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The next issue of Current Archaeology   will be devoted to the work of one of the world’s great museums – the University of Pennsylvania Museum in Philadelphia. The Penn Museum is one of the world’s greatest museums. Every year, expeditions are sent out   round the world, and many of the great discoveries are made by this work.   Current World Archaeology   has been privileged to be given an inside look at some of this work, and in the next issue we will be reporting on some of their remarkable   findings.

Penning the changes  

 

The Penn Museum was founded on a grandiose scale in the 1880s, and already in the 1930s   it was participating with the British Museum in the excavations at Ur under Sir Leonard Woolley, and consequently some of the   treasures from Ur, including the famous Ram caught in a thicket, are in the Penn.

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The ram caught in a thicket, one of the wonderful gold objects discovered by Sir Leonard Woolley at Ur of the Chaldees. Was this the ram sent by God to Abraham as a substitute for the sacrifice of his son Isaac?

But its real glory days came soon after WW II, when under two great directors, Fro (short for Froelich) Rainey and then Jeremy Sabloff, they carried out far-flung expeditions. Martin Biddle also had a short period as director in between the two, and now another British Director has been installed, in the person of Richard Hodges, our regular CWA columnist. He suggested that  we might like to do a special issue devoted to the Penn Museum and its works, so in March, I called in and see the Penn Museum for myself, and see Richard in his new environment.

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Richard Hodges, at his desk as Director of the Penn Museum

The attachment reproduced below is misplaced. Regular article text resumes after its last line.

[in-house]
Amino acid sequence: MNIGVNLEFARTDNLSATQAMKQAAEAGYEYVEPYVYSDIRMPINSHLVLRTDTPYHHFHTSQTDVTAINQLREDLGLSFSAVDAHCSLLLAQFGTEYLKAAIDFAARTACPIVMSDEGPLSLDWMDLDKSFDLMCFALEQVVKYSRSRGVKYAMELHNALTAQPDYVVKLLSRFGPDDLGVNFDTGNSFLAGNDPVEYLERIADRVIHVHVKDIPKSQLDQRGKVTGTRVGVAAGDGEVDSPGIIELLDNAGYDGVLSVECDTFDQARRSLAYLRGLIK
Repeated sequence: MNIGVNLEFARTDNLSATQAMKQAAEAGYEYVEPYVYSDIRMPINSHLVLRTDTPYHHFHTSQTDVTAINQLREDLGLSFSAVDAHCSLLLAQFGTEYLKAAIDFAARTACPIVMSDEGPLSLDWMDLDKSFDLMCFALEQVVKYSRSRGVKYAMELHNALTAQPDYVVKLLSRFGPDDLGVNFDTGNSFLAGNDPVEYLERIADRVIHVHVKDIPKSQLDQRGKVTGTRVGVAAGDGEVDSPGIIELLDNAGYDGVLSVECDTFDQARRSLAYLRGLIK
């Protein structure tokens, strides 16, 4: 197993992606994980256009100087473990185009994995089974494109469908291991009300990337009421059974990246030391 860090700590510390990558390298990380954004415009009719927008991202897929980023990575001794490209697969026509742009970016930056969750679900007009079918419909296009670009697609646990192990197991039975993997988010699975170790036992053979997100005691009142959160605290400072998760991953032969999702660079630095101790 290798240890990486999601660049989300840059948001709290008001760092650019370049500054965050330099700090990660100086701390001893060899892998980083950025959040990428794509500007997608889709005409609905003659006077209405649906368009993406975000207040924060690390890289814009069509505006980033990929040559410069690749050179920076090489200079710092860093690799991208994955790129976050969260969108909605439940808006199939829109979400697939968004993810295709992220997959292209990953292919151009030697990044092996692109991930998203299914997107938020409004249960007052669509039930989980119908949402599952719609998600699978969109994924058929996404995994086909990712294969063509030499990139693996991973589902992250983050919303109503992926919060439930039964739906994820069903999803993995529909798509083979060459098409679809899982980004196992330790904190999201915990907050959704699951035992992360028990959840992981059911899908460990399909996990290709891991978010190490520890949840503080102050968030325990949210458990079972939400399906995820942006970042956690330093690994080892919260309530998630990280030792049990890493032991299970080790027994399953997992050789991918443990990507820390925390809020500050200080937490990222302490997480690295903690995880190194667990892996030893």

Richard is currently rather busy. He remains director of the Butrint Foundation, running the excavations in Butrint, and helping to sort out the archaeology of Albania. The Foundation currently has a turnover of some £1m a year;   he retains professorships at the universities of Sheffield and East Anglia; and he has recently become Professor at Sienna University following the sad death of his great friend   Riccardo Francovich, and he is keen to continue to fly the flag of medieval archaeology in Italy; the Penn   has accepted that he has other commitments .


Directing Penn

Penn Museum was founded on a grandiose scale in 1887 and built in the 1890s, with the original building completed and occupied in 1899. However, its glory days were during the first half of the 20th century, with a renaissance after WWII under its longest-serving Director, Fro (short for Froelich) Rainey (1947-1976).   He was followed briefly by Martin Biddle (1977-1981), then by Robert Dyson (1981-1994), Jeremy Sabloff (1994-2004), and Richard Leventhal (2004-2006).

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The original formal entrance to the Museum, as designed by Wilson Eyre in the 1880s.

However Penn Museum has problems. It is a university museum, the museum of the University of Pennsylvania in Philadelphia. It is like the Ashmolean in Oxford or the Fitzwilliam at Cambridge, and such museums always tend to have problems in that, somehow, they are not central to the university’s core mission and therefore tend to be forgotten.
Thus, Richard Hodges has been introduced as a British outsider to bring in a fresh (British?) view of the museum.